Findings have potential implications for prevention and treatment of the second leading cause of cancer death in the US
In one of the largest epidemiological studies of human gut bacteria and colorectal cancer ever conducted, a team of researchers at NYU Langone Medical Center has found a clear association between gut bacteria and colorectal cancer. The study, published today in the Journal of the National Cancer Institute, discovered that colorectal cancer patients had fewer beneficial bacteria and more harmful bacteria than people without the disease.
“Our findings are important because identification of these microbes may open the door for colorectal cancer prevention and treatment,” says Jiyoung Ahn, PhD, assistant professor of population health, and a member of NYU Cancer Institute, who led the study.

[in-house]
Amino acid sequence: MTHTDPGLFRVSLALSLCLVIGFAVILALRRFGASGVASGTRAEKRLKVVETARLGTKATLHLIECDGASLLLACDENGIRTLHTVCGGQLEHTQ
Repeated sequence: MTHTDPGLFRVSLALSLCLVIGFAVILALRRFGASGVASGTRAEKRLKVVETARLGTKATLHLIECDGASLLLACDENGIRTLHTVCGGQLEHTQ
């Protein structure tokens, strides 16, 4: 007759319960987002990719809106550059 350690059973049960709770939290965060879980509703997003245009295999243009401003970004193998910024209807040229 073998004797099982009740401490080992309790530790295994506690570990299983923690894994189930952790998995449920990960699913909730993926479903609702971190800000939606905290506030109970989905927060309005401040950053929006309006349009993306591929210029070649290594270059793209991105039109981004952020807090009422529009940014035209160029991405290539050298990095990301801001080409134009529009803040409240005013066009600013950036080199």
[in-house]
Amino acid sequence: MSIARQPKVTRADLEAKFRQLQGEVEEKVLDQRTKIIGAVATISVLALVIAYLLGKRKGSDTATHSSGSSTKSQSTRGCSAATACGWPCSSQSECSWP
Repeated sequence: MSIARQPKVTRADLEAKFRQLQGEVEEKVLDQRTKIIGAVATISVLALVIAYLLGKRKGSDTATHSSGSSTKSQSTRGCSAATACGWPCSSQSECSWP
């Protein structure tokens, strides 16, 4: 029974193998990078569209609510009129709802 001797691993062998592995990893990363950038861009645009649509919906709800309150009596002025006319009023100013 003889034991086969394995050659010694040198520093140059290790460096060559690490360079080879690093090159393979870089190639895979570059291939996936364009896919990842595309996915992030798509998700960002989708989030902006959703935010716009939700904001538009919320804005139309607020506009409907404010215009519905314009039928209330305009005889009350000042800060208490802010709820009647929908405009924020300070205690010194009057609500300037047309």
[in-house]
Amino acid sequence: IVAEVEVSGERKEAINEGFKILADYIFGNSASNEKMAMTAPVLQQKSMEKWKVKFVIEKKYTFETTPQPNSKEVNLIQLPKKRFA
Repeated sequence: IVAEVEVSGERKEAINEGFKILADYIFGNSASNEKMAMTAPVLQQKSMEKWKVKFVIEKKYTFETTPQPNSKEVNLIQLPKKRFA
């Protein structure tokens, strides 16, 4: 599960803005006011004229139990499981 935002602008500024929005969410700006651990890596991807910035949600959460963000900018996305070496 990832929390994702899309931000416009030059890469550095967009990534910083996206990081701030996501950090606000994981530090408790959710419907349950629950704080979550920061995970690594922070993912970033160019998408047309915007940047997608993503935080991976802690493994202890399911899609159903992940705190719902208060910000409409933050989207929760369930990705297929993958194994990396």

The human gut hosts thousands of bacteria, which play an important role in regulating food digestion and inflammation. Mounting evidence links gut microbes to colorectal cancer, a condition diagnosed in 143,000 people in the U.S. each year. The disease kills an estimated 51,000 Americans, second only to lung cancer. However, it is not well understood why colorectal cancer develops.
The researchers compared the DNA composition of intestinal microbes in the stool samples of 141 colorectal cancer patients and healthy volunteers. They found that samples from colorectal-cancer patients had larger populations of Fusobacteria than healthy volunteers. Fusobacteria commonly found in the mouth and gastrointestinal track, are associated with gut inflammation.
Moreover, case samples were more likely than the controls to be depleted of Clostridia, a class of beneficial gut bacteria that help digest dietary fiber and carbohydrates.
“Our next step is to study how diet and lifestyle factors modulate these gut bacteria associated with colorectal cancer. This may lead to ways to prevent this disease” says Dr. Ahn.